One comment which caught my eye and brings me nicely onto my next point was this one, ‘i like how the photographer could of took this picture so they are centered so you cannot see the girls on the floor but instead he chose to put them in.’ When you see the point that the user is trying to make you end up asking yourself just why did the photographer decide to frame the photo so that she was in the background? Photos like these don’t help anyone, they’re bad publicity for the nightclubs, they’re bad for the people in the photos and they’re bad for the nightclub photography trade in general.

Westwood Logo

One extreme case where this all got out of hand was with Radio 1Xtra DJ Tim Westwood’s parties at Proud2. It quickly became the norm for people to spew derogatory comments all over the photographs posted on Facebook of the events, and 9 times out of 10 the albums would end up getting removed by Facebook within 3 days because of the shocking content of the comments. As it drew to the point where people were avoiding the night because of the photos being posted management took the decision to ban photographers from the event. Westwood explained that he was fliering in the local Westfield shopping centre and ‘This girl said she wouldn’t come to the rave because she was too scared that her photograph would be taken and people would say some horrible things, so rest assured we are banning all photographers.’

Embarrassing Nightclub Photo

I think what we’re seeing here in society is something I noticed whilst I was on the students’ union at Ravensbourne and had numerous conversations with students and management about, which is this almost breakdown of rights and responsibilities. Now as some of you know I’ve taken photos at a vast amount of events and I’ve taken some very compromising photos of people, but none of these end up online. As I explained earlier, photographs like these don’t help anybody so it’s the responsibility of the photographer and the promoter to make sure none of these get out into the public domain. This of course won’t prevent Joe Bloggs with his iPhone 5 from snapping and publishing these photos, but that does bring me nicely onto my second point here. The internet gives you the right to post whatever you like online, however people don’t seem to understand the consequences of doing so. All of these derogatory comments that we’ve seen will appear in search engines which won’t show the users in a good light for example to a potential employer. There’s also one person who’s often forgotten about, the poor girl or guy sitting at home who’s stumbled upon their photo on the site and is probably in tears. Just because you’re sitting behind a computer screen doesn’t mean that there won’t be consequences to your actions, and our current generation of youth don’t seem to be understanding that every action has an equal and opposite reaction.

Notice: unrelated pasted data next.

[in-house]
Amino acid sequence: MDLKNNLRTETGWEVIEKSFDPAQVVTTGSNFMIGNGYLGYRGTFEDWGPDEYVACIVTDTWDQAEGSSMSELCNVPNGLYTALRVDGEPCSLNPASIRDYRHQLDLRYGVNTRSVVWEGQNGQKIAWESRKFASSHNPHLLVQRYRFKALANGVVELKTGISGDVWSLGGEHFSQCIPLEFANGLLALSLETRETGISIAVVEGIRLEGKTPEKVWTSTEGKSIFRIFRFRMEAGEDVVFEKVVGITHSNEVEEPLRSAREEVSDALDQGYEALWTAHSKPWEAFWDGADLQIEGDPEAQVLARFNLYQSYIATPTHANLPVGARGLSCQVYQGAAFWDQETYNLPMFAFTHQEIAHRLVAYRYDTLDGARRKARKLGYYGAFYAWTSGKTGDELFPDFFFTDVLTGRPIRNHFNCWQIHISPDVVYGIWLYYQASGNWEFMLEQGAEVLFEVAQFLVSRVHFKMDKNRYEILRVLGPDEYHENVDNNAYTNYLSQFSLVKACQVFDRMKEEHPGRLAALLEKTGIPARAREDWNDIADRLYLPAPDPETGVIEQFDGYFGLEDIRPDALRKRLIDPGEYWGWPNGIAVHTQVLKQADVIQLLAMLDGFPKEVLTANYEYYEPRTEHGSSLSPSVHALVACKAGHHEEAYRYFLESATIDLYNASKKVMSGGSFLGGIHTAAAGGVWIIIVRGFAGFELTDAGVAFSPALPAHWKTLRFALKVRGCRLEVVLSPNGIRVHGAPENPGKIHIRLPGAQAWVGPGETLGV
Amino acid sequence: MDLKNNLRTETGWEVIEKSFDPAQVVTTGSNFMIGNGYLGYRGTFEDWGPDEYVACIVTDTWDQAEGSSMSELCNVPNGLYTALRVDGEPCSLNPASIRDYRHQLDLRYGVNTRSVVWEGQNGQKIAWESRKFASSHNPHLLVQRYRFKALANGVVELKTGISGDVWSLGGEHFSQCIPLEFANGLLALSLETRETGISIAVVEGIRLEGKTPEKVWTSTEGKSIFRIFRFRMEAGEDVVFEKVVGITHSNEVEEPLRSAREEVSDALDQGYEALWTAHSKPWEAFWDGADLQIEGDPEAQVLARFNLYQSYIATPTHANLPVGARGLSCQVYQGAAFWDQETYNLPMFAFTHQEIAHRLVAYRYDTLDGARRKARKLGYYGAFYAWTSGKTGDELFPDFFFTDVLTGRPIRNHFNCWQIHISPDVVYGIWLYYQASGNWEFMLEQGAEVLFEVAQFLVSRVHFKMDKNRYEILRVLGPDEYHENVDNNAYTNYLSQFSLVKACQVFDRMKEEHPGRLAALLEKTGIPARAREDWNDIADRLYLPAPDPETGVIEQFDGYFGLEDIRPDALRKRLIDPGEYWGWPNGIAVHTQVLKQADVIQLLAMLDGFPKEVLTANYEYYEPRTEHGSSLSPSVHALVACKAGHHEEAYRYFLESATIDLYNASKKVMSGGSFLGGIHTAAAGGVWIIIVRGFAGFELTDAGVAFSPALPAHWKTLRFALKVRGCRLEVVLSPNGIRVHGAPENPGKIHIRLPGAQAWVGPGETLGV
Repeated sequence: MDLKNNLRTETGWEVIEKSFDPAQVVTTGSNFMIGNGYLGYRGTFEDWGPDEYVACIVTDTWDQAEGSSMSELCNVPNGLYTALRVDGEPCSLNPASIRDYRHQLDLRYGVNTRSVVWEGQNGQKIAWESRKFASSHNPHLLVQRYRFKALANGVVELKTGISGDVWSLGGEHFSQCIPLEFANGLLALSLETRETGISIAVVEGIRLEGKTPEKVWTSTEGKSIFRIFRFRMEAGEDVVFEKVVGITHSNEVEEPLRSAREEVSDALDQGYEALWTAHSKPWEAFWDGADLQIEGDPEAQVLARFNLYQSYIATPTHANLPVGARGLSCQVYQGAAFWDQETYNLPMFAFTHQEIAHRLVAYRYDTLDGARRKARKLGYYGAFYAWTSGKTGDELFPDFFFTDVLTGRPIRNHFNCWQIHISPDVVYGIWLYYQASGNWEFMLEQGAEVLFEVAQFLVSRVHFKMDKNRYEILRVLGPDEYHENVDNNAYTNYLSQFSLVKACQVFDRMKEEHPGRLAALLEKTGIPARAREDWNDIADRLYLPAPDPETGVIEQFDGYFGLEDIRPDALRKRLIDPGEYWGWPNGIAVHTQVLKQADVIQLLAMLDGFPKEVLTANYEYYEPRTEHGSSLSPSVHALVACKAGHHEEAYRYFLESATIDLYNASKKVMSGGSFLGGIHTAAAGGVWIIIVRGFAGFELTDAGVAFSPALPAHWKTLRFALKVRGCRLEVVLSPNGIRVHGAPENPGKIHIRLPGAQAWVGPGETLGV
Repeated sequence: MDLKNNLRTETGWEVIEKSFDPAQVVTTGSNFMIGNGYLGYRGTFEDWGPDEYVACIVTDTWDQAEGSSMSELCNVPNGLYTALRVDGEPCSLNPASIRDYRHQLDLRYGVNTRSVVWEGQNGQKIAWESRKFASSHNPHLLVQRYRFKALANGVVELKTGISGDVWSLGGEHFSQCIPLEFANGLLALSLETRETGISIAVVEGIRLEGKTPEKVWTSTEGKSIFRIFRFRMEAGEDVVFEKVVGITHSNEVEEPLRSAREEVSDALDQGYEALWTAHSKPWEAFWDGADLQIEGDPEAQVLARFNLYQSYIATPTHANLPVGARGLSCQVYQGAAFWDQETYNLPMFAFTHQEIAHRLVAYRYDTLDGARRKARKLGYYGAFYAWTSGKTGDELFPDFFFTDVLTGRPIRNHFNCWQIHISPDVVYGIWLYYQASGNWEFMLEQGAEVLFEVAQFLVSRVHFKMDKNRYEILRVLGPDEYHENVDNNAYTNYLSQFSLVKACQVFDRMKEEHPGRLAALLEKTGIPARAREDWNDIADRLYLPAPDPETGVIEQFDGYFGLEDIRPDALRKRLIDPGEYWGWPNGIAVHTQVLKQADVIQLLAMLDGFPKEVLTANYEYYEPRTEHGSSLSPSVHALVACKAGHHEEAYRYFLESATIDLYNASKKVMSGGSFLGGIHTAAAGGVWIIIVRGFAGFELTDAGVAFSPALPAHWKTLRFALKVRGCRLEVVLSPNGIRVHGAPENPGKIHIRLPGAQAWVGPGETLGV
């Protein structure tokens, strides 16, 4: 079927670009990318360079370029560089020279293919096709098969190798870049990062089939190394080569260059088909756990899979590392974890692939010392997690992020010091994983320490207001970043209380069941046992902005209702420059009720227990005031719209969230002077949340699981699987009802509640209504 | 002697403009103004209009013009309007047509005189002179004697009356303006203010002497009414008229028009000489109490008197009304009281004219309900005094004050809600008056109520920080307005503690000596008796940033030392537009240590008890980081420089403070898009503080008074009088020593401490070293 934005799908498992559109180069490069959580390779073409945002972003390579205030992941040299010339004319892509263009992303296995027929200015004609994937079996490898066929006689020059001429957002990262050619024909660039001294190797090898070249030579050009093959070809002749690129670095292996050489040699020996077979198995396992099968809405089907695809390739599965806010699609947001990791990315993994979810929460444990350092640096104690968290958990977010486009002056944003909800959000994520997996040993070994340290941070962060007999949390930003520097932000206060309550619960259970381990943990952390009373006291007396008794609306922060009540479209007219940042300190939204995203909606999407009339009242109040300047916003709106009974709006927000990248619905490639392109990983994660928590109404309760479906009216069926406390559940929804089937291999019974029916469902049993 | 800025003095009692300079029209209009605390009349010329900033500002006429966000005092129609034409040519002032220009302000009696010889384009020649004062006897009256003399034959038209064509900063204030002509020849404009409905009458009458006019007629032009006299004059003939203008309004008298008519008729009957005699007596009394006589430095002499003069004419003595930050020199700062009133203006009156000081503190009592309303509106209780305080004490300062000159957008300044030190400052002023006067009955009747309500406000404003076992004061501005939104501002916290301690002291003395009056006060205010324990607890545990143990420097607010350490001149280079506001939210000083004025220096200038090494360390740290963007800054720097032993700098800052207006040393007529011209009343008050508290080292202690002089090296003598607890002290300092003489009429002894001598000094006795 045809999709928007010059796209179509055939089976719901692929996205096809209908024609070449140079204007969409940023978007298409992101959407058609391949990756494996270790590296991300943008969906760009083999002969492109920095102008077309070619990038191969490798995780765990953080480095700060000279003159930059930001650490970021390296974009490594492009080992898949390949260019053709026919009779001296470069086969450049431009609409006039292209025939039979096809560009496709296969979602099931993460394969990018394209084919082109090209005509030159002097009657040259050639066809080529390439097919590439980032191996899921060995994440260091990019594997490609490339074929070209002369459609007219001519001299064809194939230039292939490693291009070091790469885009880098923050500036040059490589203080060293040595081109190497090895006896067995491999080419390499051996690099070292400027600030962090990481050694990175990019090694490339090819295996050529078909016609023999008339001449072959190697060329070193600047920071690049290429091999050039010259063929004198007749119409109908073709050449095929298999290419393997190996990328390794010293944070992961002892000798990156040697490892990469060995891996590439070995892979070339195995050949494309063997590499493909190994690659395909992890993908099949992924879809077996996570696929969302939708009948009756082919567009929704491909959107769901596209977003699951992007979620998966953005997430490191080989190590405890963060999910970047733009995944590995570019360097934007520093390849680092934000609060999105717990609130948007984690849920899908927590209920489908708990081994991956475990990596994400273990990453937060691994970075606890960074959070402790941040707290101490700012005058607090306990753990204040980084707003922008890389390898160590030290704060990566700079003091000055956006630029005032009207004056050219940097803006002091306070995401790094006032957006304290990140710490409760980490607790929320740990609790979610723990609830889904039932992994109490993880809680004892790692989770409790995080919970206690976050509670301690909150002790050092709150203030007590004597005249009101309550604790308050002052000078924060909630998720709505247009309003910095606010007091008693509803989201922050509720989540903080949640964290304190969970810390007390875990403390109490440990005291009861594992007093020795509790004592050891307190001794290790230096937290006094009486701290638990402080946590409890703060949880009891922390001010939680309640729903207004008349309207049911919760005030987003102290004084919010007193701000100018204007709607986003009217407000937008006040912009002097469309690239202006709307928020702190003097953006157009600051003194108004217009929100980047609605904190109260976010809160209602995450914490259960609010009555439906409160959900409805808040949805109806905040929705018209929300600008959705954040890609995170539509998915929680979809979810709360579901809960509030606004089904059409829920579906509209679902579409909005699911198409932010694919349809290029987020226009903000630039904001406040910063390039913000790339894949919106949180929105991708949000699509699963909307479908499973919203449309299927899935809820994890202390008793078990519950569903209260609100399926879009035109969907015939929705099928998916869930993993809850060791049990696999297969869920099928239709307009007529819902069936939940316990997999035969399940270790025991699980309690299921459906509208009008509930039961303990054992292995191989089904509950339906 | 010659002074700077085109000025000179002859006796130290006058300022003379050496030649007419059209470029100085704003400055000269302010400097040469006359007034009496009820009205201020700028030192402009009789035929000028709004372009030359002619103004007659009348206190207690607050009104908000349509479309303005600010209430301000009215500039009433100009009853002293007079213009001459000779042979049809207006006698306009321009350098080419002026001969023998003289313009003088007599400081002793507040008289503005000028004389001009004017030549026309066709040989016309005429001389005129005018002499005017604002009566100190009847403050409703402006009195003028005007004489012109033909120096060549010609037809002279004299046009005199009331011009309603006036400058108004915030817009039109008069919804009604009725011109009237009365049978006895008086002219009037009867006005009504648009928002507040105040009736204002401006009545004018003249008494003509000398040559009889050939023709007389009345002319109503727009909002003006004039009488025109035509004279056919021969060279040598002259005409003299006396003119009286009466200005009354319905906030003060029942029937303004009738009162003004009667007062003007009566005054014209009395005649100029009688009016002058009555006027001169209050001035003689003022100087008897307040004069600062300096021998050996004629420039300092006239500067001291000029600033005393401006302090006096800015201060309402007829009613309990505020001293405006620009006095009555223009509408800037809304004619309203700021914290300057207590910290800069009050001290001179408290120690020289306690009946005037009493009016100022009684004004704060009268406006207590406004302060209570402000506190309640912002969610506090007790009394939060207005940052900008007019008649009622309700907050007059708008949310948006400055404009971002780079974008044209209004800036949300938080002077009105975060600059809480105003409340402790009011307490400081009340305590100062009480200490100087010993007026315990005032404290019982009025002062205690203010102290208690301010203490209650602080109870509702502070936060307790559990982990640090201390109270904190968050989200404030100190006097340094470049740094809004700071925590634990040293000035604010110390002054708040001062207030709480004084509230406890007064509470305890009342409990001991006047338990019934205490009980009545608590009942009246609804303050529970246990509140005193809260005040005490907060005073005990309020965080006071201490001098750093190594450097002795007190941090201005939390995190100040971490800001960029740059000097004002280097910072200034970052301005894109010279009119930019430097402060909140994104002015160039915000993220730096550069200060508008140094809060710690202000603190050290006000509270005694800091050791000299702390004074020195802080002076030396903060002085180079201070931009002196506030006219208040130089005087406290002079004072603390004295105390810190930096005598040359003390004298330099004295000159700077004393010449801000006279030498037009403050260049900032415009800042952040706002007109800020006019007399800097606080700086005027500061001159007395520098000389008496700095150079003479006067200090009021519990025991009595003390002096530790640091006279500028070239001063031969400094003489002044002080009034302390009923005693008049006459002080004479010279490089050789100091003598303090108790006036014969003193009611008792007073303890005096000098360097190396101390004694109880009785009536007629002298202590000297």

I’m going to stop ranting now, but I’d love to hear your comments on these topics.


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Richard Lartey Written by: